The Bold Type co-stars participated in a Monte-Carlo TV Festival panel led by TV Drama‘s Anna Carugati.
When The Bold Type premiered last year on Freeform in the U.S., it presented its teen and young adult audience with a different take on female millennials pursuing careers and grappling with relationship challenges.
The three main characters—Jane, an aspiring journalist (played by Katie Stevens); Kat, a social media director (Aisha Dee); and Sutton, who started as an executive assistant and dreams of a career in fashion (Meghann Fahy)—all work at Scarlet, a magazine inspired by Cosmopolitan. In fact, former editor-in-chief of Cosmo and current chief content officer of Hearst Magazines, Joanna Coles, serves as executive producer on the show, and many of the series’ incidents and stories are based on real-life occurrences.
What stands out most in the series, besides the fashionable outfits and sensational magazine articles, is the camaraderie among the three protagonists, guided by their tough-but-fair editor, Jacqueline Carlyle (Melora Hardin), and the serious issues examined in the storylines.
Topics such as ambition, empowerment, feminism, same-sex relationships and breast cancer awareness were addressed candidly by Stevens, Dee, Fahy and Hardin during a Monte-Carlo TV Festival panel discussion, which I moderated.
The first season had aired in France, and from the enthusiasm of the fans in the audience, it was apparent that The Bold Type had struck a chord with young French women in a manner similar to how it has engaged female viewers in the U.S.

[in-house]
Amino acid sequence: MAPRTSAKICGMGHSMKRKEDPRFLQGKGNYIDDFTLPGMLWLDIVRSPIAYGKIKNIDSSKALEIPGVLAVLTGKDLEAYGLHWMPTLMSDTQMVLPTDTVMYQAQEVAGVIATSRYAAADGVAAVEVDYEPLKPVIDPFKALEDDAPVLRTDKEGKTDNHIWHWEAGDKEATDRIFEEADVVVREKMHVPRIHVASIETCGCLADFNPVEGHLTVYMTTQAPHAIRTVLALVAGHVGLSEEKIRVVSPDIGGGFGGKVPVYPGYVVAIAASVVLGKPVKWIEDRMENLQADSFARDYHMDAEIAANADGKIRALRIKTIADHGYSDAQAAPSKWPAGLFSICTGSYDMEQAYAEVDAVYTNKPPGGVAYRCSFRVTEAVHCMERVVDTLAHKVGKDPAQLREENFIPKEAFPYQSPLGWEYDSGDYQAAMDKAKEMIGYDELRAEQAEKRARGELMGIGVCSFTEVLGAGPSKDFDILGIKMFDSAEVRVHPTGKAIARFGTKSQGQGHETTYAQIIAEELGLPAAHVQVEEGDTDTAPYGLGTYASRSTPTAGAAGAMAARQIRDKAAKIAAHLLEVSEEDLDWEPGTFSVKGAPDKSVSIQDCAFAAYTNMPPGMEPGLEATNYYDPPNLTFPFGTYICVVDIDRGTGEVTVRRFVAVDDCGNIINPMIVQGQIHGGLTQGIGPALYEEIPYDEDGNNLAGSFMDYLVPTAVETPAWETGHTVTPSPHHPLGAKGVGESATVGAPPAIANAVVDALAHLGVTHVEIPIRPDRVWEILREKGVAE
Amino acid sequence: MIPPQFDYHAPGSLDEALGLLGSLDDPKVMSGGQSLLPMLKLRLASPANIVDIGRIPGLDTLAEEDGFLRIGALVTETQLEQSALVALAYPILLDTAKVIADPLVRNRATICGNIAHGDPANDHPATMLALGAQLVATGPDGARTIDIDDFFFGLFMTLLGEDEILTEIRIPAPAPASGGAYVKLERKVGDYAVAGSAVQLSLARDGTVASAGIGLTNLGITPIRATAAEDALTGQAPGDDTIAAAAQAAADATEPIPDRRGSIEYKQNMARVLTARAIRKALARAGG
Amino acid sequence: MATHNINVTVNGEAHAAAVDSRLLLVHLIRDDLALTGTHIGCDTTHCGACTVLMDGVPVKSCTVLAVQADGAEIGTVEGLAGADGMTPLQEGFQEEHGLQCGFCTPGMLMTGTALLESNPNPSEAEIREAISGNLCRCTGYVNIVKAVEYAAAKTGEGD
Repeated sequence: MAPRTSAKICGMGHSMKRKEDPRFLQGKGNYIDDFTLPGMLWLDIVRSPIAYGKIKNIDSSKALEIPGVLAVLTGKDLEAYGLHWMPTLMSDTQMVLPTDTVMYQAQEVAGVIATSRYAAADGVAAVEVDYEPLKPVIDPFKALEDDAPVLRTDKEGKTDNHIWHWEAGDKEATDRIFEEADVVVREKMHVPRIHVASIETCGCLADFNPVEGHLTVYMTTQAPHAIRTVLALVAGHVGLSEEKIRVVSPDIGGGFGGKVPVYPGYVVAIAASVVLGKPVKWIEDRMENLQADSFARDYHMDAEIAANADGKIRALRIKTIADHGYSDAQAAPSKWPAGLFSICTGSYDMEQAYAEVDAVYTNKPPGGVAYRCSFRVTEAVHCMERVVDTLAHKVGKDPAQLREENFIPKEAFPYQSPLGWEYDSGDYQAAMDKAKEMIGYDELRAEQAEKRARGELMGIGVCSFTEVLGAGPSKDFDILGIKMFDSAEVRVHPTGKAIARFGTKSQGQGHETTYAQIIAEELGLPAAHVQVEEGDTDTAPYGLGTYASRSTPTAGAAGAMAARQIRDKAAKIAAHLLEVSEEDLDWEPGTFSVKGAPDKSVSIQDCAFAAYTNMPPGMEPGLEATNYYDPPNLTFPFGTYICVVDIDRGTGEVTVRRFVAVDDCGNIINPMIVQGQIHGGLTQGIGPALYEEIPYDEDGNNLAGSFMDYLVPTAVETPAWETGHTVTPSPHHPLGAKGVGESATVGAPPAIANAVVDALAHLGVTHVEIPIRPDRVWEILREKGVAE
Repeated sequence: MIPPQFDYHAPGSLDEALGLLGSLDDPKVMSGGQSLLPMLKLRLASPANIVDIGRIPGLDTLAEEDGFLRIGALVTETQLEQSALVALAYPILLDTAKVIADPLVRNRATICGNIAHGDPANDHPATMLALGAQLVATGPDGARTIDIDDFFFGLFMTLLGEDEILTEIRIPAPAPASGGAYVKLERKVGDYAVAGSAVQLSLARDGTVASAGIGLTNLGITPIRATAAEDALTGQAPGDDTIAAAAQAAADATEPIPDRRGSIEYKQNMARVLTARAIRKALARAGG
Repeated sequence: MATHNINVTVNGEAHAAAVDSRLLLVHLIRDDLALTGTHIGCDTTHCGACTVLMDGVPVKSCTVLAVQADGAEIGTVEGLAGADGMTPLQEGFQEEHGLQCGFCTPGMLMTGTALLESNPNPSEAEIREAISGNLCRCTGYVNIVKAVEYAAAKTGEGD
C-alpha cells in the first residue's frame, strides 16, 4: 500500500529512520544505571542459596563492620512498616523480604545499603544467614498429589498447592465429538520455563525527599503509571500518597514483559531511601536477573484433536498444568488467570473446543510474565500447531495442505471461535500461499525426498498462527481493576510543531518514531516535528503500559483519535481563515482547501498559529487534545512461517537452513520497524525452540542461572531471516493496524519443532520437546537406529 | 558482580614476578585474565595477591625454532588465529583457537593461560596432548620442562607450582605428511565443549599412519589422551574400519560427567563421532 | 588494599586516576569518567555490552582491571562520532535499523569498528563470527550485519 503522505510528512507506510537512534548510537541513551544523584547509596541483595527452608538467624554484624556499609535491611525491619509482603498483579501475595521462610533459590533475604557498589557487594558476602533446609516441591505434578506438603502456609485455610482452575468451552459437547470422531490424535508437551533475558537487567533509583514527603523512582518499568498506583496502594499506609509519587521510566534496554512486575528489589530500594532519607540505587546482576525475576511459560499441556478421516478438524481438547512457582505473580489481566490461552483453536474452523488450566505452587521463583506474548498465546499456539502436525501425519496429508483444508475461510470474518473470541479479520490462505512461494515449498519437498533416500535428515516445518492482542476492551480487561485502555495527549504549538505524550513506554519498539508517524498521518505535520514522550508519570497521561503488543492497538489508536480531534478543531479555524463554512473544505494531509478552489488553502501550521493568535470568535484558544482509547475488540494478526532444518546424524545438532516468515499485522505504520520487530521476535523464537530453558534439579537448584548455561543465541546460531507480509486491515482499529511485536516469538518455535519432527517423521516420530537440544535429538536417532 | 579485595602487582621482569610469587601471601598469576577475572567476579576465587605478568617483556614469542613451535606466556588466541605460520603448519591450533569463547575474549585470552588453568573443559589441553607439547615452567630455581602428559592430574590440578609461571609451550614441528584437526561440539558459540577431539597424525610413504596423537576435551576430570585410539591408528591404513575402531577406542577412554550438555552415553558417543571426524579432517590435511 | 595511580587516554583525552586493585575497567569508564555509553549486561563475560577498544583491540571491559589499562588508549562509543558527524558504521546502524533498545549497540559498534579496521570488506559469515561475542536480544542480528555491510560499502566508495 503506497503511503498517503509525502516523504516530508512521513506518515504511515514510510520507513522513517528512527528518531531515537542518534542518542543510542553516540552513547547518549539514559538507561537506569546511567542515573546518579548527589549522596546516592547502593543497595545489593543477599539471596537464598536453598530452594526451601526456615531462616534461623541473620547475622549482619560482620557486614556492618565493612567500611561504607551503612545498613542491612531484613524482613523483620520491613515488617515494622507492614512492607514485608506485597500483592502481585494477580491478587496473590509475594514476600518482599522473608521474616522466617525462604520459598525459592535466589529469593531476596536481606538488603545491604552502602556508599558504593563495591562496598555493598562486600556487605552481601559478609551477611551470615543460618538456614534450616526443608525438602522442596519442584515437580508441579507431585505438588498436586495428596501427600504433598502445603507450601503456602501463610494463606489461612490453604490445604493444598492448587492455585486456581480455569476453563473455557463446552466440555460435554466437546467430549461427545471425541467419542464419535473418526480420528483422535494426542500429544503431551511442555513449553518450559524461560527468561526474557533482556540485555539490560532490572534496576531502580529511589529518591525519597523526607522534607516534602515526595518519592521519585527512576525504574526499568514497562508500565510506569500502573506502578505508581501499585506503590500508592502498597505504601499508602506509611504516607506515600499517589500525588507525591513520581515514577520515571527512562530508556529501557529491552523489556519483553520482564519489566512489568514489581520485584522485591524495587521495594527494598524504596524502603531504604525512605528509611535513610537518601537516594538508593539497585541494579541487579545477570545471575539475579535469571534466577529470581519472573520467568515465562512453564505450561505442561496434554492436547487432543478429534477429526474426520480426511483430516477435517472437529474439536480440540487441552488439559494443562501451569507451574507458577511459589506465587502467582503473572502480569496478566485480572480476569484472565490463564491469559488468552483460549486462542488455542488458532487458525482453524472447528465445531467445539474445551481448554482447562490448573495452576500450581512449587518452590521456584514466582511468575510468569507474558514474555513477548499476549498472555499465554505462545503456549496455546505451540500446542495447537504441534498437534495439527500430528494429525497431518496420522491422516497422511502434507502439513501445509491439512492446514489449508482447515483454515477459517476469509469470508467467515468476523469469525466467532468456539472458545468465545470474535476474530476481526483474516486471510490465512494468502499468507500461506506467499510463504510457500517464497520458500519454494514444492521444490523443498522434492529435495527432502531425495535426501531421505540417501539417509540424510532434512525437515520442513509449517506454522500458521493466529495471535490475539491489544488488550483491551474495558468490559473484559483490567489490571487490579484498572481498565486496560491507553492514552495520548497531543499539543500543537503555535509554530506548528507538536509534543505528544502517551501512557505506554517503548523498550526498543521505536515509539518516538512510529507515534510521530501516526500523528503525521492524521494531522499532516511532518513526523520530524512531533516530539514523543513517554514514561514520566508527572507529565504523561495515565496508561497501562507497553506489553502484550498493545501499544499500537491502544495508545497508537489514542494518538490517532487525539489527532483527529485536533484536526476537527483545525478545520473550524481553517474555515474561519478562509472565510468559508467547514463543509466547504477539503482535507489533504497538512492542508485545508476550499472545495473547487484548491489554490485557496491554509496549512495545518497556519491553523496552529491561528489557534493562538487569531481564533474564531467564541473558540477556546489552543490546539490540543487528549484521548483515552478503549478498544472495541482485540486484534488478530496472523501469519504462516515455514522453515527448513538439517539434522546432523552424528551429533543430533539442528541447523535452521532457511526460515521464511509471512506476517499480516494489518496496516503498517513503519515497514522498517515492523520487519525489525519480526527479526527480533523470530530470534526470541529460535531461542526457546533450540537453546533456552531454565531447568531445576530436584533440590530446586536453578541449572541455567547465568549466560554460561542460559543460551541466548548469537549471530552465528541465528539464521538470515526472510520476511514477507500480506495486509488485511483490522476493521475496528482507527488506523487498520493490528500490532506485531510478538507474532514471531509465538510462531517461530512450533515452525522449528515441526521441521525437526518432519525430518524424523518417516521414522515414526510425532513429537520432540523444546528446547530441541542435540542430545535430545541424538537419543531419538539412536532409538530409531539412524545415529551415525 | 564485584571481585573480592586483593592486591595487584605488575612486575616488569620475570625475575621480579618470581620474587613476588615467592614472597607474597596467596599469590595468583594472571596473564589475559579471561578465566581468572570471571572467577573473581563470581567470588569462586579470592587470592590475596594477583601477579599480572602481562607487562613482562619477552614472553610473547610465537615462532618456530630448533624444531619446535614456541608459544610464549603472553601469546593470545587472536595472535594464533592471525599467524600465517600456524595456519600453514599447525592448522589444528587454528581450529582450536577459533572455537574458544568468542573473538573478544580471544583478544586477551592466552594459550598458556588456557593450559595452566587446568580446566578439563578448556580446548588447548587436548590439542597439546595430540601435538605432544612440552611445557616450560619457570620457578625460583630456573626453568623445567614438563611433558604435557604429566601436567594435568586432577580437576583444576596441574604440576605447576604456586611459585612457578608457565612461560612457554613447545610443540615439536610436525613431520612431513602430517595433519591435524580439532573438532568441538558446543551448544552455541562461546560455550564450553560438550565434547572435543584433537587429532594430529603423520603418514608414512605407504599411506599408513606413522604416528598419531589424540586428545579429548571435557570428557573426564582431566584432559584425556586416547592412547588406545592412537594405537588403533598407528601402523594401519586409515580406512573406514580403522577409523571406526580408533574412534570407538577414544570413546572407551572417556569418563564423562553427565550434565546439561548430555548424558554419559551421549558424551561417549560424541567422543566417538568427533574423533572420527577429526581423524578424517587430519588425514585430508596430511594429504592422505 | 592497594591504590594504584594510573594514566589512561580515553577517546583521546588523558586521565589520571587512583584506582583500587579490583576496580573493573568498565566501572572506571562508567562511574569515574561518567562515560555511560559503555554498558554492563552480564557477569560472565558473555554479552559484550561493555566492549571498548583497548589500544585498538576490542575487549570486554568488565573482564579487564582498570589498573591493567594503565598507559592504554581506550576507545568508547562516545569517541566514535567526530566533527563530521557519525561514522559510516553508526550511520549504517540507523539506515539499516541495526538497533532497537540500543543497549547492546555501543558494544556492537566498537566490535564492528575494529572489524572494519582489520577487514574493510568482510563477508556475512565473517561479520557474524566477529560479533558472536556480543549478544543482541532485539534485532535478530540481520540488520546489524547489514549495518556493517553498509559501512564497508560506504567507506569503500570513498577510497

The mix of topics—from fun: yoni eggs and butt facials, to serious: BRCA breast cancer gene and immigration—appealed to all four actors as they heard about the show and read the pilot. However, one of the most significant draws was the message the series gives about female ambition.
“It’s so wonderful to be part of a show that showcases women encouraging one another and lifting each other,” said Stevens. “When I was growing up, the shows that I loved [like] Gossip Girl were fun, but they showcased female friendships where girls backstab each other and then forgive each other and then backstab each other again. That’s just not true to the women I surround myself with. I’m fortunate that the female friendships I have in my life are encouraging and empowering. I hope that young women can watch our show and see that we rise by lifting others. You don’t need to step on someone’s shoulders to get to the next point; you can encourage one another and rise together.”